As a result of widespread agitation during the late 1880's, Congress enacted the Sherman Antitrust Act.
The act was signed into law by President Benjamin Harrison on July 2, 1890. It stated: "Every contract, combination in the form of a trust or otherwise, or conspiracy, in restraint of trade or commerce among the several states, or with foreign nations is hereby declared to be illegal.. .."
See video to learn more about the Anti-Sherman Act
It is difficult to determine the precise purpose of the act. It appears to be a tokenism to the American public because Congress provided no definition of the terms "trust," "conspiracy, and "monopoly", thus leaving the courts the task of interpreting and applying them.
By placing responsibility upon the courts, the legislators evaded the problem and put the solution off indefinitely because, as discussed, judicial regulation proving effective.
This can be exemplified in the 1895 case of the U.S. vs. E. C. Knight & Co., in which the Supreme Court held that the mere control of 98 percent of the sugar refining of the country did not in itself constitute an act in restraint of trade.
The responsibility for the failure of the Sherman Antitrust Act should not be charged exclusively to the judiciary .
The legislature failed to amend the act; the executive failed to enforce it because the economic and social philosophy of the time had a very strong influence on their decisions and actions. It was only when the law was applied to labor unions was it somewhat effective; strikes were in restraint of trade.
The irony of the act was that it was used by big business as a tool to enforce its will against labor, for example in the Pullman strike of 1893-94.
The organization of U.S. Steel in 1901 when Andrew Carnegie sold it to J.P. Morgan climaxed the concentration of industry and transportation in large units such as pools, trusts, and holding companies .
Of the seventy-three largest industrial companies in 1900, fifty-three had not existed three years earlier.
By 1910, one percent of the nation's manufacturers accounted for 44 percent of llie t0tal industrial output.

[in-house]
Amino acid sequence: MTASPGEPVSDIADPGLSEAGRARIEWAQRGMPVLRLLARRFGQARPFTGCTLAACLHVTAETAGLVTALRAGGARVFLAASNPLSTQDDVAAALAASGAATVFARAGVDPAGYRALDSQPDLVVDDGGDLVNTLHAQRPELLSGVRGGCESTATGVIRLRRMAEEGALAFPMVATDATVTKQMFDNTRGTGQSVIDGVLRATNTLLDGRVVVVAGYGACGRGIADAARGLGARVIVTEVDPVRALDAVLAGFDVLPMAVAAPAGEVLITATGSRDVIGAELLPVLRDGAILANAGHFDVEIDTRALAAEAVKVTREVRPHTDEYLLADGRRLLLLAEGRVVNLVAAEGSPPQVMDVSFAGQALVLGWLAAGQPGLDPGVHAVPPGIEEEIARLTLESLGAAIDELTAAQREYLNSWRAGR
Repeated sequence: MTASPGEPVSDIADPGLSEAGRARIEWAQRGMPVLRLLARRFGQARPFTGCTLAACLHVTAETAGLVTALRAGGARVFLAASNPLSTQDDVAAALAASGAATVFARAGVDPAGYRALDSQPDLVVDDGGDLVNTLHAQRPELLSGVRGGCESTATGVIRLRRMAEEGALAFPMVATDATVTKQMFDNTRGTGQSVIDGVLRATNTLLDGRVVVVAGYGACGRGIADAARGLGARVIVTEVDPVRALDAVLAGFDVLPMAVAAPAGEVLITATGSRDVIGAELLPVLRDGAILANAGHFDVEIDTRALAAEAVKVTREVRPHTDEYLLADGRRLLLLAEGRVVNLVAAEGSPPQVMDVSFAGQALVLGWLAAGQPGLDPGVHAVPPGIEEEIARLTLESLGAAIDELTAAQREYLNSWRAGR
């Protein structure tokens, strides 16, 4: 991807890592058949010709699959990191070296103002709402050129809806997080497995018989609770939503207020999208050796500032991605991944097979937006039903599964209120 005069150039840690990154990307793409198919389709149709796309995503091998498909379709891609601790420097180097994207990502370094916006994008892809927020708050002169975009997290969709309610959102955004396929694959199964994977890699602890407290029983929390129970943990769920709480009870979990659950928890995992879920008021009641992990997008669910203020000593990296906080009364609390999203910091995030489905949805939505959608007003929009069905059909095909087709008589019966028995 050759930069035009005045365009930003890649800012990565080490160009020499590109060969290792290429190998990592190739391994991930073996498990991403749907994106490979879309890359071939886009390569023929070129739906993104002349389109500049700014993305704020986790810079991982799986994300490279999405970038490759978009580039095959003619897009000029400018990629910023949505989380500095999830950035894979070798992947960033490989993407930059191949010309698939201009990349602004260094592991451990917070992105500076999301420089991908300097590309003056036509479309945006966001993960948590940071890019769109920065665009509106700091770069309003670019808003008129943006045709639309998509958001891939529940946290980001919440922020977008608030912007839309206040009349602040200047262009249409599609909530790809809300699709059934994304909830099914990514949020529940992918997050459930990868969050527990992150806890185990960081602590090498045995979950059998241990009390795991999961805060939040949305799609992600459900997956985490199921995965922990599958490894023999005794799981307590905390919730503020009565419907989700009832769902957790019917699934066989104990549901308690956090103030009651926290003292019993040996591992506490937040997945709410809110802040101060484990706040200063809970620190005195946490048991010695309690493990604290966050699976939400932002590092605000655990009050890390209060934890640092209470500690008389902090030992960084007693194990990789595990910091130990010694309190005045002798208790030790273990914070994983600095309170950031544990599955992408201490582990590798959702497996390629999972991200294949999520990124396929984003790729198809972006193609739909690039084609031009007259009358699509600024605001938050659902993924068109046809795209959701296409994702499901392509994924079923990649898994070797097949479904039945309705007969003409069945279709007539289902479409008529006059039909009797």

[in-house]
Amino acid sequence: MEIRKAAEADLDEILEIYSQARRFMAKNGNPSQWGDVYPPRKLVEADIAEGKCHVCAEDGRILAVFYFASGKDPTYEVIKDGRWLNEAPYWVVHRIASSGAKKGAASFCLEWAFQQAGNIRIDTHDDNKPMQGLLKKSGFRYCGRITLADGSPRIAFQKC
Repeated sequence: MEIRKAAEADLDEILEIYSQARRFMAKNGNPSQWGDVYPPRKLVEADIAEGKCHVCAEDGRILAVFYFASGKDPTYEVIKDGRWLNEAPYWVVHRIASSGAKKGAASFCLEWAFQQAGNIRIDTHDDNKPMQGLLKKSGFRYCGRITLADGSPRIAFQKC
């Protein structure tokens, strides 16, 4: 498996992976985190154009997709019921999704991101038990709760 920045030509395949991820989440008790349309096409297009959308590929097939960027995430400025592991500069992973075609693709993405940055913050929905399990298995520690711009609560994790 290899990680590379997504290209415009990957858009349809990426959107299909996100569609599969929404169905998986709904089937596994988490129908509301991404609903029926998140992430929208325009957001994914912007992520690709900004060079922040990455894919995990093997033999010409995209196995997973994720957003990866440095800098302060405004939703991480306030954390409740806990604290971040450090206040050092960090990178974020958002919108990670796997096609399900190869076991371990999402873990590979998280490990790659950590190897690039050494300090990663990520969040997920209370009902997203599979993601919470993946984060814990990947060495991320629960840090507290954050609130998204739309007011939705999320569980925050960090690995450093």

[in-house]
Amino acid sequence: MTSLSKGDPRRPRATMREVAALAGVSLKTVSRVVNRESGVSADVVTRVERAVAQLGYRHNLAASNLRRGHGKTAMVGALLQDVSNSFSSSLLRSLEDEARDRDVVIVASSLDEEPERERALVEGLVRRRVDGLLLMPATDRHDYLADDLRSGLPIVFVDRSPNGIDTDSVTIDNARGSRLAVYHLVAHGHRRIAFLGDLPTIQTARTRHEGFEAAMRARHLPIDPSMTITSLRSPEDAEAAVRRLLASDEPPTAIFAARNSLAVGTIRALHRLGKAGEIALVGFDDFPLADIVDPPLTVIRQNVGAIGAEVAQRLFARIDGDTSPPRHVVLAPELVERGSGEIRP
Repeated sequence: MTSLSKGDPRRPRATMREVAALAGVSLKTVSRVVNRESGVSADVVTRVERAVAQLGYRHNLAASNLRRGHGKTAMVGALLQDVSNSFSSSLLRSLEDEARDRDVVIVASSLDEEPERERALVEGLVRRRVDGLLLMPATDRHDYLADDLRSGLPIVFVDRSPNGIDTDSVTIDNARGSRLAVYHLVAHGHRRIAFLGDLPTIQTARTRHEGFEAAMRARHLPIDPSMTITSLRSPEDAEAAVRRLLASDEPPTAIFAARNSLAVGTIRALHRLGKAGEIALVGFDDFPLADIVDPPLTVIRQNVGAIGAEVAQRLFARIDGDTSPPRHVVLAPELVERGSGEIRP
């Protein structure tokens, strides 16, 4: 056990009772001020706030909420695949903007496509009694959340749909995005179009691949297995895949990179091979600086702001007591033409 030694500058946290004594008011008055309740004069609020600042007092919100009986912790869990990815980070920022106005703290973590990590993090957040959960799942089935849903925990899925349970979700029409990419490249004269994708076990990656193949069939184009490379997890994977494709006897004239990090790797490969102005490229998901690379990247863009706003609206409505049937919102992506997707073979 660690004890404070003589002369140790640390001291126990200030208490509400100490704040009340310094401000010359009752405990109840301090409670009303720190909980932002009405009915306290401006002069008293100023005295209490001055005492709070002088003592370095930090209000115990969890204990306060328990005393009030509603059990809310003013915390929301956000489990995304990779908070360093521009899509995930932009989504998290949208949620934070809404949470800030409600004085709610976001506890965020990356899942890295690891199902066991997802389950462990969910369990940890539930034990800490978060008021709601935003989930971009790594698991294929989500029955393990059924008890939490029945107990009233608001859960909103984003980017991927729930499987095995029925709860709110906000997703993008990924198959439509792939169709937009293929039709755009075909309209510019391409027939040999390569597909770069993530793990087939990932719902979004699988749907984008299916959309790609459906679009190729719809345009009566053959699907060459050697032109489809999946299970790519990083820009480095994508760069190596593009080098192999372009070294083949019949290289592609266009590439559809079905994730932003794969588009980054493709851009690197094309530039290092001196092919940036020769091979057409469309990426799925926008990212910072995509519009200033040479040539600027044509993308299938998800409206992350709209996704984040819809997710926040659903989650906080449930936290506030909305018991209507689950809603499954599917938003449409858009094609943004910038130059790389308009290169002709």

From 1902 until America's intervention into World War I there was a move by society and different presidential administrations to bust the trust.
The result of all of this consolidation in the industrial frontier was to create the effect of mass man in mass society. This feeling of isolation which developed within the individual during this period of rapid industrial growth of the l 870's, 80's, and 90's led to the development of two types of insecurities for society:
1. Economic insecurity ......the general public needed economic guarantees.
2. Psychological insecurity ......the general public needed political intervention and protection from the new industrial trusts as the feelings of isolation and helplessness developed as a result of this new industrial growth.
Thus starting in the late l 800's government -policy was starting to move in the direction for the security for individuals within society.
This 'trend developed as a result of the pressure put on government by the common man to have the government solve the common man's problems of economic and psychological insecurity .
Thus, government was doing for the people what.the people could not done for- themselves. This pressure put upon government in the late 1800's led to the institutionalization of these new government activities and the permanent establishment of a new value system in America with the creation of the New Deal.
The late 1800's marked the starting point and the New Deal marked the permanent acceptability of the new values and new role and responsibility of government